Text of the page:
5 Critical Questions to Ask Before the Start of a Dewatering Project.

Industry literature / 26 April 2024 by Griffin Dewatering
Credit : Griffin Dewatering

Before you create a dewatering plan, you have to know your current situation. Here we will discuss the information needed to create a seamless and cost-effective approach to Construction Dewatering.
Let’s dive into the five critical questions to determine the potential impacts of groundwater on your project.

1. What is the project scope?

This sounds easy, right? It’s all outlined in your project plan sheets – take a look at the few pages and take into account the goal and timeline for each step of the project. From the dewatering perspective, you will need to focus on how much work will take place below the current site grade.

2. What structures are being installed?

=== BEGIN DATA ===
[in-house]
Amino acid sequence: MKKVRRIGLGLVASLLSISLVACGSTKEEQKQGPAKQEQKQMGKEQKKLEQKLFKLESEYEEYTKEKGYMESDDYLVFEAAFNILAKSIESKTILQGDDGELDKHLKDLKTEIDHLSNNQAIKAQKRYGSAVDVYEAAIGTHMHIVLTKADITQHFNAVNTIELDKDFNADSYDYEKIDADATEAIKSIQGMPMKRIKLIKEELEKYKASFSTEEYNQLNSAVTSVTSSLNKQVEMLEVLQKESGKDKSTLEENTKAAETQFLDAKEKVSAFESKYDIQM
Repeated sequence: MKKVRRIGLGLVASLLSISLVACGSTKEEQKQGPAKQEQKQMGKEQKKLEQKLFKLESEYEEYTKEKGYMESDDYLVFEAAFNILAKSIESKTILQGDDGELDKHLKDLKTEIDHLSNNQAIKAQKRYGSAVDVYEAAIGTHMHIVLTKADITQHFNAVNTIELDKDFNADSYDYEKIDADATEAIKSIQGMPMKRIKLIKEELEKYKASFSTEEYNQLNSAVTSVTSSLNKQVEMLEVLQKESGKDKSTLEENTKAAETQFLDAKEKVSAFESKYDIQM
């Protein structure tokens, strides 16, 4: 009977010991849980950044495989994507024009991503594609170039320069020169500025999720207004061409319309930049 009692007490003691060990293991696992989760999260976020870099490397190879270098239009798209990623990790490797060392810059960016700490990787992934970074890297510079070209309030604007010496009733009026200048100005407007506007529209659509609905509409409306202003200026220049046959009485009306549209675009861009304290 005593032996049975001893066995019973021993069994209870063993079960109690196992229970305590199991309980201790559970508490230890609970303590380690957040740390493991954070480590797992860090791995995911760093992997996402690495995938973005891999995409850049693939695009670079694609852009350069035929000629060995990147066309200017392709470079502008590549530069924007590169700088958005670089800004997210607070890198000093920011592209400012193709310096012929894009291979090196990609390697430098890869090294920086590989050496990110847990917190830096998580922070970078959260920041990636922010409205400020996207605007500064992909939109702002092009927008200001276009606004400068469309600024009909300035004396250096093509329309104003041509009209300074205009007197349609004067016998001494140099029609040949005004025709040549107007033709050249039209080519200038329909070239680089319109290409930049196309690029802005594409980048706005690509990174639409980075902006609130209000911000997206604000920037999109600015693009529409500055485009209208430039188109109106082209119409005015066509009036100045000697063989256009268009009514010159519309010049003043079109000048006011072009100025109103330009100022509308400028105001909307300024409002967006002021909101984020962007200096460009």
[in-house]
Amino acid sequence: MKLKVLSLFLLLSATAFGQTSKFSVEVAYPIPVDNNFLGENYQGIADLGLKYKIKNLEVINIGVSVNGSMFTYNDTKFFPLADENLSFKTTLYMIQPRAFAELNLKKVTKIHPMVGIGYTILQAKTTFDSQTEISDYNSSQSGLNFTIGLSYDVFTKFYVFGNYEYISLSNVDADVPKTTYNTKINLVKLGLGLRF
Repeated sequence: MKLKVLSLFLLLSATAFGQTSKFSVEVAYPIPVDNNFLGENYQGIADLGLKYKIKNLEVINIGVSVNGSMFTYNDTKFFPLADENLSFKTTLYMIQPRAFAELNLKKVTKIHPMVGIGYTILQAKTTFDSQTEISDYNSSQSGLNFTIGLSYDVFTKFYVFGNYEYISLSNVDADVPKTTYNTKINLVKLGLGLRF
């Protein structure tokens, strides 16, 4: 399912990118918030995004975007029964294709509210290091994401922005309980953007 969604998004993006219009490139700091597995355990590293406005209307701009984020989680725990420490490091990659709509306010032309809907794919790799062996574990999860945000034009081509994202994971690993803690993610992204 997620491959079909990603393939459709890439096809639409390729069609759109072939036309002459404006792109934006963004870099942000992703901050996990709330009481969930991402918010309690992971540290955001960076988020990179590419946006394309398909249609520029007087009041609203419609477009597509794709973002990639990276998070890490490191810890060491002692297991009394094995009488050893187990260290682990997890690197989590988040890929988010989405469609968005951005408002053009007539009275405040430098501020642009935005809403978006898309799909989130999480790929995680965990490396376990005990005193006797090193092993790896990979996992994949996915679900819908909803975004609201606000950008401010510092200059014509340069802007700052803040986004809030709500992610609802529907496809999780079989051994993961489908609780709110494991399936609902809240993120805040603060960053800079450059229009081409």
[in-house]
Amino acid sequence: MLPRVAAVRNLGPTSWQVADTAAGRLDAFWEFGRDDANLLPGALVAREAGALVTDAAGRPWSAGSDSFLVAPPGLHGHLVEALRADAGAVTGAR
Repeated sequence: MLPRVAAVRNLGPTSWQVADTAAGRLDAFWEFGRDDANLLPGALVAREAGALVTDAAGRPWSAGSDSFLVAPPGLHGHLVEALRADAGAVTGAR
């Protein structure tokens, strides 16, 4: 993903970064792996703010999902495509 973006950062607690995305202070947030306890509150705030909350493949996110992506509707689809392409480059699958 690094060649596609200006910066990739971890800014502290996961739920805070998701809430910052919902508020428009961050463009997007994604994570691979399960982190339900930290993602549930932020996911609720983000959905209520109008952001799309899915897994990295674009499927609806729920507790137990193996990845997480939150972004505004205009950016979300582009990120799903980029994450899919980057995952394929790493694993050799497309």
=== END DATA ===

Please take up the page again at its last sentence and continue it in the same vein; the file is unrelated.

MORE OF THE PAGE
• Do the structures require compaction of the subgrade?
  • Do they require a base layer of gravel?
  • Will they be pre-cast or cast-in-place?

3. What is the depth of the excavation?

Knowing the depth of all excavations from the plan sheets will help determine which will be impacted by groundwater. 

For multiple excavations determine the following:

  • How will you phase each excavation?
  • Which can be combined into one larger excavation?

Don’t forget to include any specified over-excavation in your calculations!

4. Do you have a geotechnical report with soil borings & water table information?

A geotechnical report is the single most helpful document when determining the need and best method for dewatering. 

The report includes:

  • Representative soil borings & water level information
  • Regional geological information
  • Sieve analyses
  • Slug tests results used to determine hydraulic conductivity

5. Is there an identified discharge point?

In many cases, the specifications will provide a discharge point for any water that is generated. 

Flow limitations or water quality guidelines can determine:

  • How many structures can be dewatered at the same time?
  • Most effective method of dewatering where you need to limit TSS (total suspended solids) or turbidity
  • Contamination is expected when there are identified contaminants in the discharge limits

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